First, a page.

WASHINGTON (Feb. 15)
Officials of the State Department and the U. S. Agency for International Development (AID) told a House Foreign Affairs subcommittee concerned with the Middle East that U.S. Interests in that area include the security of Israel and “our relationship with key Arab countries.”
Assistant Secretary of State Harold Sounders and Joseph Wheeler, AID’s Assistant Administrator testified yesterday and Tuesday at hearings an why the U.S. is expending almost $3 billion in program for Israel and Egypt in the fiscal year beginning next Oct. 1.
Explaining how U. S. aid assists the U. S. in pursuing its interests and overall strategy in the Middle East, Sounders said that the “more important and diverse interests of the U. S. converge on the Middle East today than almost any other port of the developing world.”
He said that “these interests include the security of Israel, out relationship with key Arab countries, the supply and pricing of oil, trade, the avoidance of major power conflicts and our human commitment to help all of the people at this area find better lives in dignity, justice and peace.”
With the U. S. earmarking $1. 785 billion in military and economic aid to Israel, and close to $1 billion in economic assistance to Egypt, Sounders said the Carter Administration seeks to encourage peacemaking in the Middle East. “I cannot claim a dollar-for-dollar corelation,” he told the sub committee headed by Rep. Lee Hamilton (D. Ind.). “What we’re talking about is building a relationship of collaboration.”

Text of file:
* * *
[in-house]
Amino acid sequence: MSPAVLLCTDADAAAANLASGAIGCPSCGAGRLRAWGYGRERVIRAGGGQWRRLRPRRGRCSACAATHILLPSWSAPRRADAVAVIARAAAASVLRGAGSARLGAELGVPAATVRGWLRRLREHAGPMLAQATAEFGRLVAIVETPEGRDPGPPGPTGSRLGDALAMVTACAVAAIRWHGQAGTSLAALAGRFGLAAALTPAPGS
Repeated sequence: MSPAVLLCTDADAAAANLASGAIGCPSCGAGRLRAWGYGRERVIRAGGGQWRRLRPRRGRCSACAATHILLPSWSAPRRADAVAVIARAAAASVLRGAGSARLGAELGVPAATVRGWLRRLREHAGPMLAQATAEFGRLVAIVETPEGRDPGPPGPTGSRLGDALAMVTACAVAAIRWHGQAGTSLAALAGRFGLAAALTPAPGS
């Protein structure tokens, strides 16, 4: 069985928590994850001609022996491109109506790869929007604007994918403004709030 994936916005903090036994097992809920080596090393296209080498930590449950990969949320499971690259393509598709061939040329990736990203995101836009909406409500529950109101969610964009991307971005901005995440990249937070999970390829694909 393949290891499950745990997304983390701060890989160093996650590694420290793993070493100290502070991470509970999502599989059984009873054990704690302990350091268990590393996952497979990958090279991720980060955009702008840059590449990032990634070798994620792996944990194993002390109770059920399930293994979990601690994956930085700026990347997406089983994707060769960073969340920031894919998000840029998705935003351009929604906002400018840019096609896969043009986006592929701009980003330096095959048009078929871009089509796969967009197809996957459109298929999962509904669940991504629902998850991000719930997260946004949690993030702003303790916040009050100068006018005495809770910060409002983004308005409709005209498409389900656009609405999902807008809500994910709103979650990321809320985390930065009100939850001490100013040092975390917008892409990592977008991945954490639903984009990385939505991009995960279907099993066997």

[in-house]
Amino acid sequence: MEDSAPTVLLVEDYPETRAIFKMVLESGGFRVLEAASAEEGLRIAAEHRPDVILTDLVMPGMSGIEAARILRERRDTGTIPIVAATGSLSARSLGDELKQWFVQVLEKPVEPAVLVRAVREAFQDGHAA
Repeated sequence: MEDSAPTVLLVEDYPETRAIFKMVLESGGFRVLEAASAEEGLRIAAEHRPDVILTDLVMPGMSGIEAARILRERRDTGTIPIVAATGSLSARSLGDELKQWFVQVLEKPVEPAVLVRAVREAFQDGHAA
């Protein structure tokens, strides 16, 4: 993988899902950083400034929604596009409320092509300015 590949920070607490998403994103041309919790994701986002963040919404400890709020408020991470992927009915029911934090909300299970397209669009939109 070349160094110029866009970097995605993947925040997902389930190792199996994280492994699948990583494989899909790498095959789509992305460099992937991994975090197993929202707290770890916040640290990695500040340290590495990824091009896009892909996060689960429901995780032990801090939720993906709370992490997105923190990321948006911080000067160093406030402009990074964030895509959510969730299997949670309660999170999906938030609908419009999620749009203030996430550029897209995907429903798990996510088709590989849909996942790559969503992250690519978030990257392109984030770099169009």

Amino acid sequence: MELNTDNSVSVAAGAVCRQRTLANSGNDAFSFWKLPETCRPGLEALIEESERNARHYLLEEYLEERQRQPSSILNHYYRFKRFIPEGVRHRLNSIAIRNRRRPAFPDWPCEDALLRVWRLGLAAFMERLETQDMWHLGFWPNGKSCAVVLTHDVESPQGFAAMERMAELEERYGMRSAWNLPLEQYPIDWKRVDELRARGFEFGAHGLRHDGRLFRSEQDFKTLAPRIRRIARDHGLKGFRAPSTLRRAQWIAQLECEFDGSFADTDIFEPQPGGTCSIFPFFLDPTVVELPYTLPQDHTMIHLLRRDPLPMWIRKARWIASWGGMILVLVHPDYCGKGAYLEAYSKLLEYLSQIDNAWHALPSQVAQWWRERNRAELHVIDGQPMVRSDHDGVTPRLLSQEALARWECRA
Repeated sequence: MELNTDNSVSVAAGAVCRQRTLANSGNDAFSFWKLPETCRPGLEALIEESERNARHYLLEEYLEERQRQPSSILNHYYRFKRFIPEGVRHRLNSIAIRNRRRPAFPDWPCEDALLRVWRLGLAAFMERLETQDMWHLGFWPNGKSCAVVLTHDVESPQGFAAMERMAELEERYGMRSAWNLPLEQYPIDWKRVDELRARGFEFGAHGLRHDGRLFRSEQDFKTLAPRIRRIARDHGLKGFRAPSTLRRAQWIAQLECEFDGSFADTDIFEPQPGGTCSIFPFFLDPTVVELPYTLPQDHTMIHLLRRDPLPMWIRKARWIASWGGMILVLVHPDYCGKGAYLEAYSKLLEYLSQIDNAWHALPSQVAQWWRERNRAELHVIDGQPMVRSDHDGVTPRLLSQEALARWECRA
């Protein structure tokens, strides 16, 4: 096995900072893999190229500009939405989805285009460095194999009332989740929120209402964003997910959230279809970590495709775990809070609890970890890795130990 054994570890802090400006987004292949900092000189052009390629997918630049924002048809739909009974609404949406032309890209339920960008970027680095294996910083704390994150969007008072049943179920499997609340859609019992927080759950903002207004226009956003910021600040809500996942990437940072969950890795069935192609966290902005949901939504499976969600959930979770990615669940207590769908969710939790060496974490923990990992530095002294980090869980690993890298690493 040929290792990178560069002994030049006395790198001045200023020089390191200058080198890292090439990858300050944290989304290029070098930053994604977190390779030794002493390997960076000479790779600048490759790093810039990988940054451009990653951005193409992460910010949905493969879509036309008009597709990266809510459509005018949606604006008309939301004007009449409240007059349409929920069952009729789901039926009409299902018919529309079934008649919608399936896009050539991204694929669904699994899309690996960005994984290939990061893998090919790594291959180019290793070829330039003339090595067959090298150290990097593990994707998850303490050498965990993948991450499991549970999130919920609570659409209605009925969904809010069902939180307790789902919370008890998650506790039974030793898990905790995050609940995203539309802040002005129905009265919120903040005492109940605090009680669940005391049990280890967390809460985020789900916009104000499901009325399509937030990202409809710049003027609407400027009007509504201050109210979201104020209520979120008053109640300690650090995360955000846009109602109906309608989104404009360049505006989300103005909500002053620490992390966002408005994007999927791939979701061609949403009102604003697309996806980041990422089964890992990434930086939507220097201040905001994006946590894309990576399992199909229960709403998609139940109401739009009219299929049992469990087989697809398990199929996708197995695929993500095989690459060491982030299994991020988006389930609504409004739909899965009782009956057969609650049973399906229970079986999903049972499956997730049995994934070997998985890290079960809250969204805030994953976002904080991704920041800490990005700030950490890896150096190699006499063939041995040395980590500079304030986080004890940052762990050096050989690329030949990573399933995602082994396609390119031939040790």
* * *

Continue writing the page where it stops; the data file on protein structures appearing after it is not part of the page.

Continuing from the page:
QUESTIONS AID TO SAUDI ARABIA
Rep. Benjamin Rosenthal (D. NY) questioned the large amounts of military weaponry that is being transferred to a monarchy like Saudi Arabia. He said he considered it unfortunate that the U.S. should be providing such large military hardware to that country rather than into economic developmental efforts and encourage societal improvement.
Sounders reported that Saudi Arabia makes its own determination and indicated that its military establishment is relatively small and is just beginning to develop.
When Rosenthal observed he had objected that U. S. military sales to Saudi Arabia last year did not result in Saudi support for President Carter’s Camp David peace initiatives, Saunders replied that the U. S., still hopes to persuade Saudi Arabia to support the peacemaking process which resumes next week at Camp David on the ministerial level between the U. S., Egypt and Israel.
“It’s possible in the next few months to see the signing of a treaty of peace (between Egypt and Israel) leading to the withdrawal of Israeli troops from the Sinai, ” he said. He also said that the “pursuit of peace is central” but “what we need to do is not just pursue peace but help the governments through a difficult period of change.”